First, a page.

THE BIG CITY FAMILY’S GUIDE TO SUCCESSFUL SMALL TOWN LIVING

“Increase Your Family’s Quality of Life, Income and Happiness in One Easy Move”

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Articles on Living in Small Town America

Introduction to Small Town Guide

Why Move To A Small Town?

Financial Advantages

Quality Of Life Advantages

Choosing a Small Town

Making the First Impression on the Family

Shopping For a Home

Looking At Schools

Looking At Amenities

Career Considerations

The Art of Commuting

Finding a Mover

Moving Considerations

First Days in Town

Expanding Out

Leveraging the Town Advantages

Staying In Touch With Old Neighbors

Conclusion

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OTHER MOVING CONSIDERATIONS

TIME OF THE MOVE

If you have kids, the best time to move are during summer and during Christmas vacations.  Frank prefers Christmas.  Why?  That gives your kids about half the year to make new friends before summer break.  There is nothing worse than kids being in a new place, with nothing to do, and no friends.  Also, people are generally friendlier during the Christmas season, so you will get a better first impression of your neighbors.  Another plus of a Christmas move is that it is not hot out -- and moving is hot, sweaty work.

If you move in the summer, it might be a good idea to enroll you kids in some fun lessons immediately, so they can make friends in a nice environment.  These lessons might include swimming, other sports, arts, or drama.  This gives them a good chance of meeting people, as well as something to get them out of the house while you are trying to move in.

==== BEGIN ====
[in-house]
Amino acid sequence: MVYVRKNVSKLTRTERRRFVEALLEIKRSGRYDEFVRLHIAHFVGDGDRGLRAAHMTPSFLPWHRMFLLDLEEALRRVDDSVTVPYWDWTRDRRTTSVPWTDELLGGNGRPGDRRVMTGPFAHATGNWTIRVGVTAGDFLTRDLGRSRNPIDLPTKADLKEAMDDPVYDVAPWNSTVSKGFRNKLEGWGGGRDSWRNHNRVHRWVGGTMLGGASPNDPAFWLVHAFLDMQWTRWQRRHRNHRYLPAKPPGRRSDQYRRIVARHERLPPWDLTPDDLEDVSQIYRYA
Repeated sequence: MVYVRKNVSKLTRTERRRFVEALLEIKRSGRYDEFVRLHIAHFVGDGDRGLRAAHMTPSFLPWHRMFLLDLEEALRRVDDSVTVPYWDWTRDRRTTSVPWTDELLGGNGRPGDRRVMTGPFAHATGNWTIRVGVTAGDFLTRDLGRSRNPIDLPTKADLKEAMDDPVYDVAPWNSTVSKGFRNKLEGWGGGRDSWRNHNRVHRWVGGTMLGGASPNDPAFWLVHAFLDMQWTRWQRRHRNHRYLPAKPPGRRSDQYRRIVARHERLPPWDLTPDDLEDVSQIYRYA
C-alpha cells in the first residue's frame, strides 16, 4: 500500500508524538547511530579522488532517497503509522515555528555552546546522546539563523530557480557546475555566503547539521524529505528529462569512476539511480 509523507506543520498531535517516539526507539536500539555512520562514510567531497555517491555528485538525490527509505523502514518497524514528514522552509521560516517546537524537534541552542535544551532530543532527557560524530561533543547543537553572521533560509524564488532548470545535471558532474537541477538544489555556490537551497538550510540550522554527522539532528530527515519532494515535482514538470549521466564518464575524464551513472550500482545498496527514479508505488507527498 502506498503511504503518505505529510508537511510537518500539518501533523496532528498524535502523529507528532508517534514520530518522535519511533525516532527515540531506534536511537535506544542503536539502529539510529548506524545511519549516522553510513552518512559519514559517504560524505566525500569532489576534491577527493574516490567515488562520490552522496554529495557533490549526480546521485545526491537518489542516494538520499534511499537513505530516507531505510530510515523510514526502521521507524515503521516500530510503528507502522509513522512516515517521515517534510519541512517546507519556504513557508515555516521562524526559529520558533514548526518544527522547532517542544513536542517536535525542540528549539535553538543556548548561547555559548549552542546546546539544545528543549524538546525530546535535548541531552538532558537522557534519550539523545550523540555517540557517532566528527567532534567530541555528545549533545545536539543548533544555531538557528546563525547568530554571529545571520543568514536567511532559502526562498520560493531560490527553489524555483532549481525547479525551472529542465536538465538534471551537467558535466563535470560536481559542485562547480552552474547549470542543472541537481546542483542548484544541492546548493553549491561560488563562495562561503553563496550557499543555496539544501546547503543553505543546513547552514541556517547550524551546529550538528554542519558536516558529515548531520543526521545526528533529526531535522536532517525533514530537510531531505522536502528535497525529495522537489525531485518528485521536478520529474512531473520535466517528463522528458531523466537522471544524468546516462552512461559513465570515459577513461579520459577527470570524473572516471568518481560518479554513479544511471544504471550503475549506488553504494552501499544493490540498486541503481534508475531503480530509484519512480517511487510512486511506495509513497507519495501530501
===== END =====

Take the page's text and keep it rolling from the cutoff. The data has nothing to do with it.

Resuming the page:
If you have no kids to worry about, then the timing is purely up to your preference.  You will find moving less expensive if you can stay away from the summer rush (check with your moving company).  You should, however, try and do it during a season when the weather is cool and rain is unlikely. 

 

BUILDING FAMILY SUPPORT

Moving is very emotionally exhausting, and you need the complete support of the whole family to make it a positive experience.  As a result, you may want to consider some good old-fashioned bargaining.  Find out the one most important perks for each member of the family and offer it to them in exchange for their support.  Your son may want a dog, your daughter may want a horse.  Whatever you can afford, make them a deal.  This one perk may pull them through all the discomfort with a winning attitude.

Also offer to bridge the gap on their old friends.  Offer to fly them in occasionally, or do something to maintain regular contact.  Over time, their friends will change and this will no longer be important, but at the beginning, it gives them extra confidence. 

 

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